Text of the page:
The Corner

Politics & Policy

Trump and His British Protesters Have Something in Common: Bad Manners

A blimp resembling President Donald Trump floats above demonstrators marching to protest against the visit of Trump, in Edinburgh, Scotland, July 14, 2018. (Andrew Yates/File Photo/Reuters)

Among the many things I enjoy about being British is our reputation for decorum. This isn’t simply good manners to those who deserve it, but something altogether more sophisticated: politeness towards those we can’t stand. The old iron fist, velvet glove. Irony at its best.

Sadly, such propriety was in short supply when Donald Trump visited the U.K. last week.

A pathetically small blimp — Donald Trump in a diaper – was authorized by the mayor of London, Sadiq Khan, and paraded around by thousands of angry protesters. The protest’s momentum was somewhat deflated by the fact the president did not visit Central London. Nevertheless, the event was well covered by the British media.

Then, North, in Scotland, the president was met with similar protests at his Turnberry golf course. Attendees chanted insults while playing out of tune bagpipes . . .

Of course, President Trump also has very bad manners. It’s hard to count the number of insulting comments he has made since coming to office. And his trip to the U.K. was no different. In an interview he gave to the Sun, Trump was outrageously undiplomatic about his host, Prime Minister Theresa May.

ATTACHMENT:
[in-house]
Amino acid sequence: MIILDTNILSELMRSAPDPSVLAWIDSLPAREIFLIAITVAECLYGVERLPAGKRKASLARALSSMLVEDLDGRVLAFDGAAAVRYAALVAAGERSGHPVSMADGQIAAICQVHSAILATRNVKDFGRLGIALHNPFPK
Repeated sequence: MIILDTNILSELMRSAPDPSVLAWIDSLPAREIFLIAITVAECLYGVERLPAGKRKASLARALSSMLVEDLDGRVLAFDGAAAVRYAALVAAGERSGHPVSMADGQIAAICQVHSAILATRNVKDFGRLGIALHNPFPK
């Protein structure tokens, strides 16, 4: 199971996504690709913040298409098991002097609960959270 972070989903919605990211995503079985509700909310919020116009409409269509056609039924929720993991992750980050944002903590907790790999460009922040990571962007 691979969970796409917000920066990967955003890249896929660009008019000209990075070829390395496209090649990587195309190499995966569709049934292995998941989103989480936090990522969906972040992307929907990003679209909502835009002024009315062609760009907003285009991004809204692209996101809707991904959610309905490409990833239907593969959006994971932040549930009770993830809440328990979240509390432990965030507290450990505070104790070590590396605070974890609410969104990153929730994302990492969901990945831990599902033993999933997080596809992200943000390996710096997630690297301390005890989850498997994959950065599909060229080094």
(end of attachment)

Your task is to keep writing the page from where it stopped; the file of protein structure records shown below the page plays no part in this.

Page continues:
Like those who protested him, Trump’s criticism, though inappropriately expressed, had a certain validity. Brexit is a mess and May’s soft Brexit proposal will prove tricky for a U.K.–U.S. trade deal. Trump later backpedaled, though, suggesting the Sun interview was “fake news” and the British– American relationship was, in fact, the “highest level of special.” The prime minister handled this with admirable grace, as best she could.

Maybe Trump will get what he wants out of such tactics. Who knows.

But it’s hard to imagine that the Trump protests were effective in any meaningful way. In meeting crass behavior with yet more crassness, the only thing achieved is a loss of dignity. The situation recalls a child who, feeling he or his friends have been treated unfairly, exudes satisfaction in blowing a giant raspberry and summoning the worst words in his vocabulary. Hardly the moral high ground.

The adults in the room certainly saw it that way. Liam Fox described it thus:



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